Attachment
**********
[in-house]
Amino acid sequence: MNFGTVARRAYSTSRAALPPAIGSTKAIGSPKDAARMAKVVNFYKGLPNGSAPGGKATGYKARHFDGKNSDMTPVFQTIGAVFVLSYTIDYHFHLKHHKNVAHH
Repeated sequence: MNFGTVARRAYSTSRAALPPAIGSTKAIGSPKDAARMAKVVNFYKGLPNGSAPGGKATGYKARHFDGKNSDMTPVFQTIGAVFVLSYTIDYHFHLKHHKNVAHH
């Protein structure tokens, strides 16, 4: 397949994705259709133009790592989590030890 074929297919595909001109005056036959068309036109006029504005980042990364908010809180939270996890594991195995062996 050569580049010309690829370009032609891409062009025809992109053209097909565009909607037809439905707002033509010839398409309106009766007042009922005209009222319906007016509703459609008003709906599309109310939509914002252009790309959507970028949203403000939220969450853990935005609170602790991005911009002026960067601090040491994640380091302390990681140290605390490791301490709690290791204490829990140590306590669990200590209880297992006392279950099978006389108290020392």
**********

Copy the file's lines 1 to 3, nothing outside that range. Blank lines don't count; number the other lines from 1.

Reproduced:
[in-house]
Amino acid sequence: MNFGTVARRAYSTSRAALPPAIGSTKAIGSPKDAARMAKVVNFYKGLPNGSAPGGKATGYKARHFDGKNSDMTPVFQTIGAVFVLSYTIDYHFHLKHHKNVAHH
Repeated sequence: MNFGTVARRAYSTSRAALPPAIGSTKAIGSPKDAARMAKVVNFYKGLPNGSAPGGKATGYKARHFDGKNSDMTPVFQTIGAVFVLSYTIDYHFHLKHHKNVAHH